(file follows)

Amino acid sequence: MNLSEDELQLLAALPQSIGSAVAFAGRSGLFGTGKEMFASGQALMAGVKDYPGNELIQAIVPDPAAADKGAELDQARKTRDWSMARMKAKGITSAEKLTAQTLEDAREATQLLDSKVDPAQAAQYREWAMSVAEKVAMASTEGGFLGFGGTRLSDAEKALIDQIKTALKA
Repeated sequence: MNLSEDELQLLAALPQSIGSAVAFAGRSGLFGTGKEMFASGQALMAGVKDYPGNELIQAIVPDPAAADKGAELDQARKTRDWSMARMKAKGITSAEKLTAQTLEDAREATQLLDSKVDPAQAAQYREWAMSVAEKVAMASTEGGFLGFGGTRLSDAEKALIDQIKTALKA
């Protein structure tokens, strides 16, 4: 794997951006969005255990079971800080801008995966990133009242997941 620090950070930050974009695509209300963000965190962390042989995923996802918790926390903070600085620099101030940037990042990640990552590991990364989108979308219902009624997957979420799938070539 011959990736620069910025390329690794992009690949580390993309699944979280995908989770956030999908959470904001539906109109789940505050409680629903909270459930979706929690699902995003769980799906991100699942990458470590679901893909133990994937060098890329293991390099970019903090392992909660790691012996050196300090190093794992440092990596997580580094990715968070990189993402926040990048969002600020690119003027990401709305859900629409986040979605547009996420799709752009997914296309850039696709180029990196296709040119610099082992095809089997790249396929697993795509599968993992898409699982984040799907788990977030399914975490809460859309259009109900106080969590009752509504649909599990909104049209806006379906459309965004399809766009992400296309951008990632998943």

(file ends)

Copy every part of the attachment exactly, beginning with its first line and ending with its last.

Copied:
Amino acid sequence: MNLSEDELQLLAALPQSIGSAVAFAGRSGLFGTGKEMFASGQALMAGVKDYPGNELIQAIVPDPAAADKGAELDQARKTRDWSMARMKAKGITSAEKLTAQTLEDAREATQLLDSKVDPAQAAQYREWAMSVAEKVAMASTEGGFLGFGGTRLSDAEKALIDQIKTALKA
Repeated sequence: MNLSEDELQLLAALPQSIGSAVAFAGRSGLFGTGKEMFASGQALMAGVKDYPGNELIQAIVPDPAAADKGAELDQARKTRDWSMARMKAKGITSAEKLTAQTLEDAREATQLLDSKVDPAQAAQYREWAMSVAEKVAMASTEGGFLGFGGTRLSDAEKALIDQIKTALKA
């Protein structure tokens, strides 16, 4: 794997951006969005255990079971800080801008995966990133009242997941 620090950070930050974009695509209300963000965190962390042989995923996802918790926390903070600085620099101030940037990042990640990552590991990364989108979308219902009624997957979420799938070539 011959990736620069910025390329690794992009690949580390993309699944979280995908989770956030999908959470904001539906109109789940505050409680629903909270459930979706929690699902995003769980799906991100699942990458470590679901893909133990994937060098890329293991390099970019903090392992909660790691012996050196300090190093794992440092990596997580580094990715968070990189993402926040990048969002600020690119003027990401709305859900629409986040979605547009996420799709752009997914296309850039696709180029990196296709040119610099082992095809089997790249396929697993795509599968993992898409699982984040799907788990977030399914975490809460859309259009109900106080969590009752509504649909599990909104049209806006379906459309965004399809766009992400296309951008990632998943």